Paul Burba wrote:
>> -----Original Message-----
>> From: Paul Burba [mailto:email@example.com]
>> Sent: Monday, June 25, 2007 9:26 AM
>> To: Lieven Govaerts; Mark Phippard
>> Cc: firstname.lastname@example.org; email@example.com; Daniel Rall
>> Subject: Re: svn commit: r25510 - trunk/subversion/tests/cmdline
>> Log.c:do_merged_log() - Local variable "svn_boolean_t
>> changed" is not initialized before being passed by reference
>> to check_history(). Great, except that check_history doesn't
>> always modify that arg:
>> /* Set INFO->HIST to the next history for the path *if* there
>> is history
>> * available and INFO->HISTORY_REV is equal to or greater
>> than CURRENT.
>> * *CHANGED is set to TRUE if the path has history in the
>> CURRENT revision,
>>>>>> * otherwise it is not touched. <<<<
>> * If we do need to get the next history revision for the path, call
>> * get_history to do it -- see it for details.
> Just thinking out loud, but is it really wise to have functions like
> check_history() that take a predicate argument but only sometimes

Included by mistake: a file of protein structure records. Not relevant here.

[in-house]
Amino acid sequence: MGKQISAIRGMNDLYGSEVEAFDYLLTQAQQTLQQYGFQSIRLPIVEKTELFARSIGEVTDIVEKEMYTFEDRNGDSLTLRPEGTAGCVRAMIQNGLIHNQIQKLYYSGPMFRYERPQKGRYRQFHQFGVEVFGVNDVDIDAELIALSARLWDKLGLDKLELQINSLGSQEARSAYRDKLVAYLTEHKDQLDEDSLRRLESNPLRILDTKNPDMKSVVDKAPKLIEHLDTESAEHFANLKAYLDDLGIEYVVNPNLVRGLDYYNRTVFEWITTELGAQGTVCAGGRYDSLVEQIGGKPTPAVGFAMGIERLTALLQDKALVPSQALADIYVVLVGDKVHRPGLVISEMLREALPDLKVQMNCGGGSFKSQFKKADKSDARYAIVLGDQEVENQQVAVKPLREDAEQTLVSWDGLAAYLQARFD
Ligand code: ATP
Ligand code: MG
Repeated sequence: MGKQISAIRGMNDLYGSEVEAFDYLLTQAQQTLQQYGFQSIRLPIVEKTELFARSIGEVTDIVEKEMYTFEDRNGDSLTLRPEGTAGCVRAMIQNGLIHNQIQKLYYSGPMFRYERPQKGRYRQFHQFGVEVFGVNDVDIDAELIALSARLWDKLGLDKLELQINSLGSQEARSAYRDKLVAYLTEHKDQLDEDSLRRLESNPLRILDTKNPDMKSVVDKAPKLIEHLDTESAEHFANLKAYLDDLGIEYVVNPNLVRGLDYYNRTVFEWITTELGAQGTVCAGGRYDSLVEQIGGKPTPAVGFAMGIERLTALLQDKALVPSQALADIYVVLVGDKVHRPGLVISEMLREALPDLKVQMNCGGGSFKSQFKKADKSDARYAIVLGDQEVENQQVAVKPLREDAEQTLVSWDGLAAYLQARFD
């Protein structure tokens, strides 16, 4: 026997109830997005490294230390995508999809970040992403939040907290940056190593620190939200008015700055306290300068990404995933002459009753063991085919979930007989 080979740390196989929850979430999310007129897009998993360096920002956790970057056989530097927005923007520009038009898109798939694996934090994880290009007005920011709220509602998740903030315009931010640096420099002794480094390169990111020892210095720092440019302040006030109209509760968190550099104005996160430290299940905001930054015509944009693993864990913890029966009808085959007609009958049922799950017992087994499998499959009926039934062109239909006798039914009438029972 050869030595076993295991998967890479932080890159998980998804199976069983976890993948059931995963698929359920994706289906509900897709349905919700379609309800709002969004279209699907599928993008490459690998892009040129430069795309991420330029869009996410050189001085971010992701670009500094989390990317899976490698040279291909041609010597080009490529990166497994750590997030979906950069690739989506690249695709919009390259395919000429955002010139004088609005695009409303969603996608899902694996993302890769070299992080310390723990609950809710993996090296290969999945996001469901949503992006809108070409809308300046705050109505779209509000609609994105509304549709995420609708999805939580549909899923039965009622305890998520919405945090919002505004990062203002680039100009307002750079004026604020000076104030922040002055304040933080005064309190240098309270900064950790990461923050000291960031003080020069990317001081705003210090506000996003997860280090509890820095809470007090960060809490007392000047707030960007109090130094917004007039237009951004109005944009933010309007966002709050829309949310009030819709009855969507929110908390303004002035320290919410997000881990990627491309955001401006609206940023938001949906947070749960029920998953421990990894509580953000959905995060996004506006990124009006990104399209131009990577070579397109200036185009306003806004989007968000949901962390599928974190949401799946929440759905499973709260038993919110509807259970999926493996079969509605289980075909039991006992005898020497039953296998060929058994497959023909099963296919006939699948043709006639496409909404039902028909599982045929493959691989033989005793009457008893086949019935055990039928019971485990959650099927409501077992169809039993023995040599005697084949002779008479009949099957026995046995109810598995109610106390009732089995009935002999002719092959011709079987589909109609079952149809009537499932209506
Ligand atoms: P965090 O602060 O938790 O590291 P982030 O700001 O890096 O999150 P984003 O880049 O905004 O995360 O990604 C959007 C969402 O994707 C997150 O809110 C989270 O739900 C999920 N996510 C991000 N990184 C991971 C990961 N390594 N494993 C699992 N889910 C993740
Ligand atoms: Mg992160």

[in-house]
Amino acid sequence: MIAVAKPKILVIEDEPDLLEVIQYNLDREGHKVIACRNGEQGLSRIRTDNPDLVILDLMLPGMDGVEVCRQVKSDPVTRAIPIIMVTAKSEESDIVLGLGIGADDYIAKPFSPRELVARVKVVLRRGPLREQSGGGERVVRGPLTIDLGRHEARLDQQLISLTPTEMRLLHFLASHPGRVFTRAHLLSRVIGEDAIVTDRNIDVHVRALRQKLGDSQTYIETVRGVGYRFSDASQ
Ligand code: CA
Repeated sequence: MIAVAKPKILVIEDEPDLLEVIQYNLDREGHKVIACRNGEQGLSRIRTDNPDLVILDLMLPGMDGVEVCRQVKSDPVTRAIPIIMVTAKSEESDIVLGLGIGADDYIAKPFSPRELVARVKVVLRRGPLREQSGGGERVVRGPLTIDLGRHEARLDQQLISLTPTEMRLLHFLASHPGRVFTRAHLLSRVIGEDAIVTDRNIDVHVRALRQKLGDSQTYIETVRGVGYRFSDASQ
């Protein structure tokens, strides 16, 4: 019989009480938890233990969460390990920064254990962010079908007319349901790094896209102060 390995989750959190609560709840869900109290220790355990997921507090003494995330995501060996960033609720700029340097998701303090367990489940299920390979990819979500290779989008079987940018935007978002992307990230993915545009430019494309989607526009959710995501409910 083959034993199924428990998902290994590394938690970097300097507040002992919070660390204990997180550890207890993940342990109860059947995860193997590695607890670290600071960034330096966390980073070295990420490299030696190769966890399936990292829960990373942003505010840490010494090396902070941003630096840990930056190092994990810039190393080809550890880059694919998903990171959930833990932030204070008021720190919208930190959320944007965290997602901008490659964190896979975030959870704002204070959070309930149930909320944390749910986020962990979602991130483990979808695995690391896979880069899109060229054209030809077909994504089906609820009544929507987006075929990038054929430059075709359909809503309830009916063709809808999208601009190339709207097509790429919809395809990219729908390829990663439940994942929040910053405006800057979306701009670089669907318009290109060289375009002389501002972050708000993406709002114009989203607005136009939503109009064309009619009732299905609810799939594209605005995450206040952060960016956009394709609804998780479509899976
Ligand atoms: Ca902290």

> modifies it? Doesn't seem we do that anywhere else that I can recall
> (though I haven't made an exhaustive search).
I'm not sure. check_history() has been largely unchanged since its
introduction in r14722, so it seems that we've been doing this for quite
check_history() is used to determine if any of a group of paths has been
changed in a given revision, and is called in a loop over the paths.
The reason that check_history() doesn't modify changed if the answer is
FALSE is so that previous values of TRUE don't get overwritten. In
effect, this implements a logical OR.
If updating the function, and introducing local variables in the path
loops seems like a more readable solution, feel free to do so.
Received on Mon Jun 25 16:27:35 2007